A home is much more than a physical structure. It is the foundation of family, a meeting place for friends, and the center of domestic activity. When one leaves a house, what remains of the memories that were made? In A Hundred Small Lessons, author Ashley Hay explores the question of true ownership of a home through the lives of two women whose paths intersect through the sale of a house.
Elsie Gormley takes a tumble in the home she has lived in for more than 60 years. While she lies on the floor, watching the daylight travel across the green carpet, she reflects on the many memories she has made in the home she has loved so well. She and her husband were the first owners of the house in the 1940s, and they raised their children there and cared for their grandchildren together. Elsie always knew she wanted to be a mother, and she was able to fulfill her dream of caring for others in her house in Brisbane, Australia.
But now, due to her fall, Elsie is moved to an assisted living facility. She is saddened to leave her home after so many years. The house is sold to a middle-aged couple, Lucy Kiss and her husband Ben Carter, and their young son, Tom. Lucy sets about making the house a home for the couple who has spent the last few years following Ben’s job as a journalist, jumping from Washington to London to Sydney, deciding to settle in Ben’s hometown of Brisbane only after their son turns a year old.
Settling down is the family’s newest adventure. Though Lucy finds the house charming, she struggles to feel comfortable. There are reminders everywhere that the house has been lived in, from leftover doilies and photos to holes in the floorboard where the house was drained after the flood of ’74. In many ways, it still feels like Elsie’s house, and Lucy grapples with her life as a new mother in a setting where, for all her efforts, she is left feeling unsettled.
The house is the center for the unfolding of Elsie and Lucy’s parallel lives. Though 60 years apart, their stories are interwoven as Elsie struggles with dementia, which blurs the line between past and present. For Elsie, her memories are often just as real as the present moment.
For Ms. Hay, creating a story line which jumps between the past and modern day isn’t a new feat. In a 2013 interview with The Sydney Morning Herald, after her book "The Railwayman’s Wife" was published, Hay said, “At first I was not sure I could write fiction so I decided to trick myself into it by writing a book ['The Body in the Clouds'] that required lots of research to ease me into it gently. Now I've realized that whenever I tackle fiction I have a need to fracture the narrative by moving backwards and forwards in time.” Elsie’s dementia sets the stage for passing seamlessly through time as Elsie’s memories blend together throughout the novel.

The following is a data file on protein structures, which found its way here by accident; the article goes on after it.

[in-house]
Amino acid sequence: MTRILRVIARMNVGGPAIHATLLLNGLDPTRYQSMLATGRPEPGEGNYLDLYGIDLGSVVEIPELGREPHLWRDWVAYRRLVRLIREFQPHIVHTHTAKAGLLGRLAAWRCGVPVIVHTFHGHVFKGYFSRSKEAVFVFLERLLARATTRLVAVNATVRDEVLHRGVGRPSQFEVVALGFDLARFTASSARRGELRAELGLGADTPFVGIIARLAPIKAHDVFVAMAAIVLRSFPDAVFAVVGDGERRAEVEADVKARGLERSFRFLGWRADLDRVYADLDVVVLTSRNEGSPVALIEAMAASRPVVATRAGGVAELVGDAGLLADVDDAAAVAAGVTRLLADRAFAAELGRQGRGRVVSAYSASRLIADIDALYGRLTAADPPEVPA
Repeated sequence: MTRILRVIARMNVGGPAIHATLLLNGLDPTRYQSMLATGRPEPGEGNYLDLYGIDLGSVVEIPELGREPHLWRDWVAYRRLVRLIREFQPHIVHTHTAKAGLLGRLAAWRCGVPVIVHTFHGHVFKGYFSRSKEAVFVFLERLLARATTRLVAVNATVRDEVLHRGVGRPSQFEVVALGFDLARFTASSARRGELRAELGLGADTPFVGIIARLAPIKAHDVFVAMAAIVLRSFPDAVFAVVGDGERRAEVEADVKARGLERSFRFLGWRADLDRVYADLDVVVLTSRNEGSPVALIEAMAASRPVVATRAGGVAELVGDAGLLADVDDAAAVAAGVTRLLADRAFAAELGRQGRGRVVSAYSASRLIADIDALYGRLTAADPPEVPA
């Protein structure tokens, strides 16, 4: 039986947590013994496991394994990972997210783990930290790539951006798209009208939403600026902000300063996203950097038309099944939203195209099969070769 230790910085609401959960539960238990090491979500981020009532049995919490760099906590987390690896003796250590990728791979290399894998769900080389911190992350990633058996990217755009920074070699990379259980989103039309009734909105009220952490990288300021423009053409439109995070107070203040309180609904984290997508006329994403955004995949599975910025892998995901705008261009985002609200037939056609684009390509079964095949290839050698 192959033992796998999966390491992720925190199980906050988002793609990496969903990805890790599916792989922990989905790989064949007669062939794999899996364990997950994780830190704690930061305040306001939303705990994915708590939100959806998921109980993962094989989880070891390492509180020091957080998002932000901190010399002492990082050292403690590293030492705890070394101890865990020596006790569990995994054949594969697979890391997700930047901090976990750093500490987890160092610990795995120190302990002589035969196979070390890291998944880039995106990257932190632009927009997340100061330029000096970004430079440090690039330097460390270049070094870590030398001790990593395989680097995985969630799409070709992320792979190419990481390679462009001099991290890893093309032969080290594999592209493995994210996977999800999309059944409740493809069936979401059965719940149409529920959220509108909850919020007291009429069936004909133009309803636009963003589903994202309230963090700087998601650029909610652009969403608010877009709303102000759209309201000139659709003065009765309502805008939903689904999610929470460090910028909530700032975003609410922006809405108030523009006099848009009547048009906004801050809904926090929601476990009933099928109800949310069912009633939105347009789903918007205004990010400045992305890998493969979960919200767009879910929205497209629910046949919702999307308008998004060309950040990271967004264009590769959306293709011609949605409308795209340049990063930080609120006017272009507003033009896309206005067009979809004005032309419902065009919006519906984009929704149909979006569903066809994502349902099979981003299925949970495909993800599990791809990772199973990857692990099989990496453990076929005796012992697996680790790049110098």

Hay, who began her career as a journalist, has produced a variety of fiction and nonfiction work. “Lessons” is her third novel. The Brisbane resident often keeps her plots close to home, interspersing truths from her own life into her work. Her second novel, “The Railwayman’s Wife,” won the 2013 Colin Roderick Award for the best reflection of Australian life.
Hay explores Elsie and Lucy’s lives through their own eyes as well as through the gaze of their loved ones, creating a compassionate portrait of these two housewives. Though the plot plods along slowly, a pace which seems to mirror real life, Elsie and Lucy are well-rounded, interesting characters. The tensions and complexities of their lives and their relationships with others are intriguing and will hold readers’ attention throughout the book.
“Lessons” is an engaging look at the lives of two women who are centered around the home, physically and figuratively, and what remains when one enters a home that knows a previous owner. The novel is best slowly savored on a reflective afternoon while sipping, as would Lucy, a warm cup of tea.